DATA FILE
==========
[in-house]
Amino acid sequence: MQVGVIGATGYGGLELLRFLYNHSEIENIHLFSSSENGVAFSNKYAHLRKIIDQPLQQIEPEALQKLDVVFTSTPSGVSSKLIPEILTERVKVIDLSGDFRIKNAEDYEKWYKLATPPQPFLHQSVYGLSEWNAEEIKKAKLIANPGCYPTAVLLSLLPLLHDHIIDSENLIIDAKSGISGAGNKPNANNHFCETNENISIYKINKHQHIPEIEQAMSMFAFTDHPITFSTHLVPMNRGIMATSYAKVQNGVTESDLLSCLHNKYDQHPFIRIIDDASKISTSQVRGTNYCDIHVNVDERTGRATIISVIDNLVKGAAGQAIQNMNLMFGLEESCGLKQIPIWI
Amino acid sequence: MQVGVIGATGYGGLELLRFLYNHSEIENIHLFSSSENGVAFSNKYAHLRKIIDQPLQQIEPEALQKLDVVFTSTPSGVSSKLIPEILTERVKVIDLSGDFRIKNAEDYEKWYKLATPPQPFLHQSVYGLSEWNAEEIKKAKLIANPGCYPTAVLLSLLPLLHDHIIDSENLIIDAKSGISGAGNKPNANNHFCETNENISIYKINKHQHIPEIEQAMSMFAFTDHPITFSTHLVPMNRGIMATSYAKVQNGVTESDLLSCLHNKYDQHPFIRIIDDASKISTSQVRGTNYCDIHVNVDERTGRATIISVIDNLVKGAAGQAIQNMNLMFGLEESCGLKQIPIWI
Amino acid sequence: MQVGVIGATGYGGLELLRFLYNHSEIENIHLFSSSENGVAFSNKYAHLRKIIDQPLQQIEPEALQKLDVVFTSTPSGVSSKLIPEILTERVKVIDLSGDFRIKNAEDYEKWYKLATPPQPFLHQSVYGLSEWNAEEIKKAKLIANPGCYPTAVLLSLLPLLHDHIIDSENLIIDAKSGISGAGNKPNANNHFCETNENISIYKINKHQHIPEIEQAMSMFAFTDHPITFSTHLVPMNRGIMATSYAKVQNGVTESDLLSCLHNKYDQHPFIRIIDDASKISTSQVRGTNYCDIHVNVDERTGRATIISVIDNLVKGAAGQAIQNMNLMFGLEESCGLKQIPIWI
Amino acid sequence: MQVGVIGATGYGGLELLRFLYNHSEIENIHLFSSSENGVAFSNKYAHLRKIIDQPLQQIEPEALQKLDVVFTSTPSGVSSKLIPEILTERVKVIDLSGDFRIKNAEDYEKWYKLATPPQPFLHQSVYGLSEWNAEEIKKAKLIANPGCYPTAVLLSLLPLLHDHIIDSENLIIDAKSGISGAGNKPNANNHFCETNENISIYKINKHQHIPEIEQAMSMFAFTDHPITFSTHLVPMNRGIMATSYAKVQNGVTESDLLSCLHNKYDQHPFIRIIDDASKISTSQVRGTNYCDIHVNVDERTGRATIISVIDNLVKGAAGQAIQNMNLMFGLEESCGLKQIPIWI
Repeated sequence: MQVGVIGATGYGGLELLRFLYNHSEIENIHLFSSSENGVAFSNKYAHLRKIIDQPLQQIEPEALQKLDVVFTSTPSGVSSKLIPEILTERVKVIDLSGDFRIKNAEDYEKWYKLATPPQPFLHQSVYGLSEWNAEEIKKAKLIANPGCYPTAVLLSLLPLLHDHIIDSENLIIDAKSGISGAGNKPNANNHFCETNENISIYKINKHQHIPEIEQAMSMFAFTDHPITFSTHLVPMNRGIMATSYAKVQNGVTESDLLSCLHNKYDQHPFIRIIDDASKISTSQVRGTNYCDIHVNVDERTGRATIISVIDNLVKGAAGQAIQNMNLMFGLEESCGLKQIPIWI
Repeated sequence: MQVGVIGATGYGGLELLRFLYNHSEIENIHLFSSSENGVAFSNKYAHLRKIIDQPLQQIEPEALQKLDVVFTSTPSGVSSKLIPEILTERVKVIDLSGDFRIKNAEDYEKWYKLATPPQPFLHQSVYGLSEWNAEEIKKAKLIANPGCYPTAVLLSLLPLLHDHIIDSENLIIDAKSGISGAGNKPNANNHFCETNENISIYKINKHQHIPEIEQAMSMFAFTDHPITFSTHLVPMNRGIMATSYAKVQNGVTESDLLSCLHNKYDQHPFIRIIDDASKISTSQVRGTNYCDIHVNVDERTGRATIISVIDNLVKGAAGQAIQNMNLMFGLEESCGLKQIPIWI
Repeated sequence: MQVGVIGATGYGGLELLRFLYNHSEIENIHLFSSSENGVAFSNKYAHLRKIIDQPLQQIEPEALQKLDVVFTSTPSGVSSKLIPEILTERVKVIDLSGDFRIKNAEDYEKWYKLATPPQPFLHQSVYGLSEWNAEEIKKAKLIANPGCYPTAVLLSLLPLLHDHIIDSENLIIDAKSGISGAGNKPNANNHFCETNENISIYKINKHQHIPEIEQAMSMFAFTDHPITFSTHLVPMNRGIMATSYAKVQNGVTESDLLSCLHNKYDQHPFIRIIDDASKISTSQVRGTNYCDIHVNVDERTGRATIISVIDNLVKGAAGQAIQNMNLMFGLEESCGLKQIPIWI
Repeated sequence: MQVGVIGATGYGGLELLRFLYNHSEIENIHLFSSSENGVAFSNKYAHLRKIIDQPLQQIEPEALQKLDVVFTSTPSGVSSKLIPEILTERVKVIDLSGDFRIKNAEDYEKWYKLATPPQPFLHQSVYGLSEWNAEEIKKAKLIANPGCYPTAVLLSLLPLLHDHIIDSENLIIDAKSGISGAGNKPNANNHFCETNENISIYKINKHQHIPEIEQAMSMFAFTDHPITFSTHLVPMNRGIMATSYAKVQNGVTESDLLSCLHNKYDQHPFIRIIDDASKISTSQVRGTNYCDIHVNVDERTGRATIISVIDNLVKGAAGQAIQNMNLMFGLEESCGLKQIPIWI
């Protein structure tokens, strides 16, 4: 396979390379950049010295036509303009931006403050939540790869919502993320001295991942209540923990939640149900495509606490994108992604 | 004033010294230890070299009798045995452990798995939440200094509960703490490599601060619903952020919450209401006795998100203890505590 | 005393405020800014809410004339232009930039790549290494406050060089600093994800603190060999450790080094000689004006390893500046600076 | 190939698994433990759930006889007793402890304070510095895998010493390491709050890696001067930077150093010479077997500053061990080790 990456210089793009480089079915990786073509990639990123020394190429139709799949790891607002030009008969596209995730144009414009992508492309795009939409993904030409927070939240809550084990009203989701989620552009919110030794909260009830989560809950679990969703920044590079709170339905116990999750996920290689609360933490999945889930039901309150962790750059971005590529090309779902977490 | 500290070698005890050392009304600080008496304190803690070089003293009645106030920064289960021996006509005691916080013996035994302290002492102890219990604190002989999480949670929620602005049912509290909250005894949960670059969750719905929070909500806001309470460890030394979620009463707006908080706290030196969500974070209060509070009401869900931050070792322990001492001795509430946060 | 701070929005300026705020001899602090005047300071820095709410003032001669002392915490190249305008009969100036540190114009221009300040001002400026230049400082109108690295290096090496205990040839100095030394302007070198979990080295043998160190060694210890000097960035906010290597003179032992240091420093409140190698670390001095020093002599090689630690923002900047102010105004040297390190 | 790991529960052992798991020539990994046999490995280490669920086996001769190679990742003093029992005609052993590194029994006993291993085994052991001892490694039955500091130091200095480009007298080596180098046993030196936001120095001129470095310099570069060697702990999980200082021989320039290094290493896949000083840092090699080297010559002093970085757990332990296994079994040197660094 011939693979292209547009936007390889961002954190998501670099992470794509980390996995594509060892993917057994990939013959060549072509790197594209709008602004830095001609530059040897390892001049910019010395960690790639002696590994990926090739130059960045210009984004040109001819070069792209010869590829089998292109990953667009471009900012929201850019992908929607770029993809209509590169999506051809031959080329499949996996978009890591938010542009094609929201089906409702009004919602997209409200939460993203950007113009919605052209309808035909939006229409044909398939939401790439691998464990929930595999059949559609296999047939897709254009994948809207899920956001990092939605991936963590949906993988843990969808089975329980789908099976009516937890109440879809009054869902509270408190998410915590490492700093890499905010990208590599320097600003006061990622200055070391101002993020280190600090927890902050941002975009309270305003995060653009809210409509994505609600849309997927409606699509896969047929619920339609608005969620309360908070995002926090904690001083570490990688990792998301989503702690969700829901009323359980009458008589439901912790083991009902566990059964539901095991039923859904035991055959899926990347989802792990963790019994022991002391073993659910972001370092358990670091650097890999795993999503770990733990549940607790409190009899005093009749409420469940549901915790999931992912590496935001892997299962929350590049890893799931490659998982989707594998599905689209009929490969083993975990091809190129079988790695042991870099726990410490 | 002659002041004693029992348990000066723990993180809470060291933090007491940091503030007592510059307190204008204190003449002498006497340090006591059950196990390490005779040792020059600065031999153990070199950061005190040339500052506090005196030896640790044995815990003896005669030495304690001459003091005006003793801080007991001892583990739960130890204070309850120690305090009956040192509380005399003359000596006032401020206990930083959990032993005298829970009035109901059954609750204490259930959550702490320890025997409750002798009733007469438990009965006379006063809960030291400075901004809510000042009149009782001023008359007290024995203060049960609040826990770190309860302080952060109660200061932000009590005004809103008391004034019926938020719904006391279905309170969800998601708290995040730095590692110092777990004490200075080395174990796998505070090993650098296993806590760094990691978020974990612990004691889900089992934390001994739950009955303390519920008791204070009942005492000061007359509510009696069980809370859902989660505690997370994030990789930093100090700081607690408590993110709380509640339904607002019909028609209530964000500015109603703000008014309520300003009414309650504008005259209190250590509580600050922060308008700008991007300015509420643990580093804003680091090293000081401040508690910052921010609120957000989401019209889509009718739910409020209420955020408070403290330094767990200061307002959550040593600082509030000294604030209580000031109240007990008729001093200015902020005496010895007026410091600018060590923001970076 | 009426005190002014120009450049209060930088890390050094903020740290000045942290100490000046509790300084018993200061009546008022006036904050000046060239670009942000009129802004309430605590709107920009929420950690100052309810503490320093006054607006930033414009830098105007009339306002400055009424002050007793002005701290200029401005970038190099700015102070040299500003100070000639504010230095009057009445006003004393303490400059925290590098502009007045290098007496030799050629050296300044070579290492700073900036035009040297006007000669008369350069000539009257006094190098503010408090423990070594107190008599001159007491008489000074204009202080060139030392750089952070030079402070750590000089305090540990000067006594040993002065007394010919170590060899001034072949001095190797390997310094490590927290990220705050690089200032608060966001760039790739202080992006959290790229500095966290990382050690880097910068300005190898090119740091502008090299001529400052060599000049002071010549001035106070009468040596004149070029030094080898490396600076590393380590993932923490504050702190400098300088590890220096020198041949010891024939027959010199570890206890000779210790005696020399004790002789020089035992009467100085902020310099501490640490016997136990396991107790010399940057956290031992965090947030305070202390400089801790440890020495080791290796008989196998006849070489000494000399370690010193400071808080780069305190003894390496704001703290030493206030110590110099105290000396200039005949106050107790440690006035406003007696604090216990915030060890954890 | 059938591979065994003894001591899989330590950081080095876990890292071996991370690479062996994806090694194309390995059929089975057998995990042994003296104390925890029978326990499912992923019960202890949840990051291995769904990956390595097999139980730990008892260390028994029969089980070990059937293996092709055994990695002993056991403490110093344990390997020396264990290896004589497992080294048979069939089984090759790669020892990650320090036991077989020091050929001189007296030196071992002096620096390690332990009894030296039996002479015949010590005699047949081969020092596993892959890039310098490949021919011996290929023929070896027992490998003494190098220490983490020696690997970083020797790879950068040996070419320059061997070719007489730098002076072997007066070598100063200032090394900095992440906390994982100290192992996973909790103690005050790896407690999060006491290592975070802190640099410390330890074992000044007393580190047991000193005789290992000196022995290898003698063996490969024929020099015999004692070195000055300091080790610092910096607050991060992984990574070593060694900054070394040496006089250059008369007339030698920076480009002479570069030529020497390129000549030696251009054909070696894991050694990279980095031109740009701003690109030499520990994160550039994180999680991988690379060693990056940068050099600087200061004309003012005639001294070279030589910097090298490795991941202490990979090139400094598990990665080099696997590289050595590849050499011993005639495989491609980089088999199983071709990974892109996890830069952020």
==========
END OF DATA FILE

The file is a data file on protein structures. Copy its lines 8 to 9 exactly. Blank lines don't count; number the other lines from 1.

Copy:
Repeated sequence: MQVGVIGATGYGGLELLRFLYNHSEIENIHLFSSSENGVAFSNKYAHLRKIIDQPLQQIEPEALQKLDVVFTSTPSGVSSKLIPEILTERVKVIDLSGDFRIKNAEDYEKWYKLATPPQPFLHQSVYGLSEWNAEEIKKAKLIANPGCYPTAVLLSLLPLLHDHIIDSENLIIDAKSGISGAGNKPNANNHFCETNENISIYKINKHQHIPEIEQAMSMFAFTDHPITFSTHLVPMNRGIMATSYAKVQNGVTESDLLSCLHNKYDQHPFIRIIDDASKISTSQVRGTNYCDIHVNVDERTGRATIISVIDNLVKGAAGQAIQNMNLMFGLEESCGLKQIPIWI
Repeated sequence: MQVGVIGATGYGGLELLRFLYNHSEIENIHLFSSSENGVAFSNKYAHLRKIIDQPLQQIEPEALQKLDVVFTSTPSGVSSKLIPEILTERVKVIDLSGDFRIKNAEDYEKWYKLATPPQPFLHQSVYGLSEWNAEEIKKAKLIANPGCYPTAVLLSLLPLLHDHIIDSENLIIDAKSGISGAGNKPNANNHFCETNENISIYKINKHQHIPEIEQAMSMFAFTDHPITFSTHLVPMNRGIMATSYAKVQNGVTESDLLSCLHNKYDQHPFIRIIDDASKISTSQVRGTNYCDIHVNVDERTGRATIISVIDNLVKGAAGQAIQNMNLMFGLEESCGLKQIPIWI